Standing Up Versus Marching Forward: Efforts to End Early and Forced (Child) Marriage

 Together with like-minded partners, Canada will continue to unabashedly champion the rights of, and opportunities for, girls and women around the world. After all—if we don’t speak up for them, who will?

John Baird, July 2014

Canada’s claims to be a leader in stopping child, early and forced marriage emerged in October 2013 when Minister Baird remarked on the “scourge of early and forced marriage”. He highlighted what he called “the barbaric” practice of early and forced marriage, and promised a role for Canada in ending this practice: “Our government is standing up for these girls, even when it’s not always popular or expedient to do so. And in doing so, we have made ending the practice of child, early and forced marriage a foreign policy priority”.

These initial commitments offered little more than superficial solutions such as keeping girls in school and promoting maternal health programs. While improved opportunities for girls to obtain an education are essential, Baird’s comment situates girls as the centre of the problem: if only they would stay in school longer, we might end early and forced marriage.

Mr. Baird may be standing up, but gender equality activists around the world are marching forward with their commitments to address the factors that contribute to gender inequality and thereby lead to early and forced marriage for children around the world.

Such a statement suggests that staying in school is a choice girls can make. It also presumes that schools are safe spaces for girls, when in fact sexual violence and harassment occur within schools around the world. Furthermore, the focus on education is moot, given Canada’s limited and declining support for education as a development priority.

In July 2014, Baird announced that Canada will contribute $20 million over two years to UNICEF with the aim of ending child, early and forced marriage. He again reaffirmed Canada’s commitment to protecting children as a priority for Canada. The connection between delayed marriage and prolonged education is highlighted anew in a press release noting that girls “who marry later stay in school longer”, among other benefits, including maternal health and societal benefits. Therefore the “Government of Canada’s leadership in ending child marriage will touch the lives of millions of girls.”

Girls deserve opportunities to stay in school longer, and promoting such opportunities is indeed an important goal for Canada. However, providing educational opportunities remains a very limited response to the larger challenges women and girls face in their day-to-day lives—challenges that affect their ability to make decisions about staying school.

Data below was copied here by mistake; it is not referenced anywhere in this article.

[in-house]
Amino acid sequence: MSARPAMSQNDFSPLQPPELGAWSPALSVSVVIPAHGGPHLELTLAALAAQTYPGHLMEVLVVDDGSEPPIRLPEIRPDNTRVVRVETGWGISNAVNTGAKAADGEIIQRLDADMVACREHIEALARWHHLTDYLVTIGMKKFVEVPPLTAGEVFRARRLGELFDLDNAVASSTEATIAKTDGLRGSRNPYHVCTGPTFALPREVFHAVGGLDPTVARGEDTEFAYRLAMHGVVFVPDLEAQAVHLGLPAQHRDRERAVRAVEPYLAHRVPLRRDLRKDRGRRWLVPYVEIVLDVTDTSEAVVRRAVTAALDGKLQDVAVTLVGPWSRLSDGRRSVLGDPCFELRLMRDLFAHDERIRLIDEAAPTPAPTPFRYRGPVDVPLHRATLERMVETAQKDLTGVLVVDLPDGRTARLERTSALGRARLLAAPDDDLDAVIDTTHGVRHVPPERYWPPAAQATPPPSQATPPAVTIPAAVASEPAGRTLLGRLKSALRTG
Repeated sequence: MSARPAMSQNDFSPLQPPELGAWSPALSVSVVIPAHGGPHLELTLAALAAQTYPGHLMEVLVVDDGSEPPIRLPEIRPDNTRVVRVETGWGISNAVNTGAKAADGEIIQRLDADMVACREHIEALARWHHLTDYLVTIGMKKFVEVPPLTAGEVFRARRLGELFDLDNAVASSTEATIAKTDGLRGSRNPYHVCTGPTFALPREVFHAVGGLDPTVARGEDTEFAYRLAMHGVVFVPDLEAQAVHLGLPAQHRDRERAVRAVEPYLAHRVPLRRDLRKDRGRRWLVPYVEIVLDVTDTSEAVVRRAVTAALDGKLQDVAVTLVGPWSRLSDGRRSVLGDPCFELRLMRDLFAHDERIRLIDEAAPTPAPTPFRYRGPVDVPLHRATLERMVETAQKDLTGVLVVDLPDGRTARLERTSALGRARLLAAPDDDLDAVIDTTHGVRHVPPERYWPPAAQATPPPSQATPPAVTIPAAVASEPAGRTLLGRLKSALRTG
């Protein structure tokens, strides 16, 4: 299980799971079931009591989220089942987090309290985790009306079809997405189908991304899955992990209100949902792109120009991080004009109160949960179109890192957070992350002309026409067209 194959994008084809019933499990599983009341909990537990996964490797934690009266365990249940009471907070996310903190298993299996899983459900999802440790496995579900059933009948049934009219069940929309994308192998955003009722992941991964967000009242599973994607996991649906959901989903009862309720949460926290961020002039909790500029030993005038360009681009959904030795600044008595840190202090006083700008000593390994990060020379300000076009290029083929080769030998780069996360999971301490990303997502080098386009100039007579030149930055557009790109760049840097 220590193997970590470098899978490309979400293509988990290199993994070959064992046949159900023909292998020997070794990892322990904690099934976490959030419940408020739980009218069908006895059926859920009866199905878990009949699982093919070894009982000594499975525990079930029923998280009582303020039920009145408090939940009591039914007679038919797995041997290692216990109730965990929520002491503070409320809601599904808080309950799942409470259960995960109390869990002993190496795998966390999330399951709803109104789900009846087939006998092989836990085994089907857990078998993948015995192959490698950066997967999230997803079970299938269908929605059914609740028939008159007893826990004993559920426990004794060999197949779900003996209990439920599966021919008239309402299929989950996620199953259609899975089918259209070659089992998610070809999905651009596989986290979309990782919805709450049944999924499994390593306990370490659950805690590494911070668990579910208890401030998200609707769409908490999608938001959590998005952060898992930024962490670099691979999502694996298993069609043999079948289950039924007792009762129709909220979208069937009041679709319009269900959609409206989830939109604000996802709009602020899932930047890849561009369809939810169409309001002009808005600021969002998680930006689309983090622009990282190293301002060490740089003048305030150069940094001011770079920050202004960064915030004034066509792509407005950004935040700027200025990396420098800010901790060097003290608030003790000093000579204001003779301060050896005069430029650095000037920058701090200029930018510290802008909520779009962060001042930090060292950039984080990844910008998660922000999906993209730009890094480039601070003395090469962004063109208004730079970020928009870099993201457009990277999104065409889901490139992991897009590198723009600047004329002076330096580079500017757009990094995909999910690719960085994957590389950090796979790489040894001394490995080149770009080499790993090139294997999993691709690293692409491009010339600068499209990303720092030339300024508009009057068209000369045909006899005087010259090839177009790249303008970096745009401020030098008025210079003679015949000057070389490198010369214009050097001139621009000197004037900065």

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Addressing early and forced marriage requires concerted efforts to address poverty, development and gender inequality. It demands raising awareness about the relationship between prosperity, quality of life and later marriage, not just with girls but also with men and boys. Gender-sensitive commitments to ending early and forced marriage must also recognize the need for community-oriented solutions, tackling the commodification of women and girls, and putting an end to the normalization of sexual and gender-based violence experienced by girls and boys.

While Canada has a role to play in addressing international development issues such as early and forced marriage, the approach we take is crucial to the success of such initiatives. Adopting a simplistic motto of ‘keeping girls in school’ is likely to have limited success and potentially harmful implications if sexual violence within schools is not also addressed.

There is much to be learned from the long-standing programs and strategies employed by development players around the world. Examples can be found in the work of Plan International, Plan UK, Plan Canada, and other organizations that have worked to develop improved understanding and relationships between girls and boys, and to promote respect and the equal valuing of men and women.


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Suggesting that Canada is standing up for girls, and for the end of early and forced marriage, denies advocacy groups across the globe their history and agency in contributing to this important cause (particularly groups in those countries most affected by early and forced marriage). Who was standing up for the rights of girls and women around the world before Minister Baird thought Canada deserved the credit? The answer can be found in the work of hundreds of gender equality advocacy groups, and thousands of individuals. For example, the network Girls Not Brides has nearly 400 member organizations in 64 countries that are committed to working to end early and forced marriage. One organization based in Cameroon, Women in Alternative Action (WAA), “works to build forms of engagement between men and women that foster collaboration and dialogue, and establish diverse partnerships dedicated to advancing gender equality”.

These are the sorts of organizations that deserve the credit for standing up for girls and women in the world, since they acknowledge the centrality of gender equality in their efforts to tackle the issue. That is a leap much further than Baird is willing to make. He may be standing up, but gender equality activists around the world are marching forward with their commitments to address the factors that contribute to gender inequality and thereby lead to early and forced marriage for children around the world.

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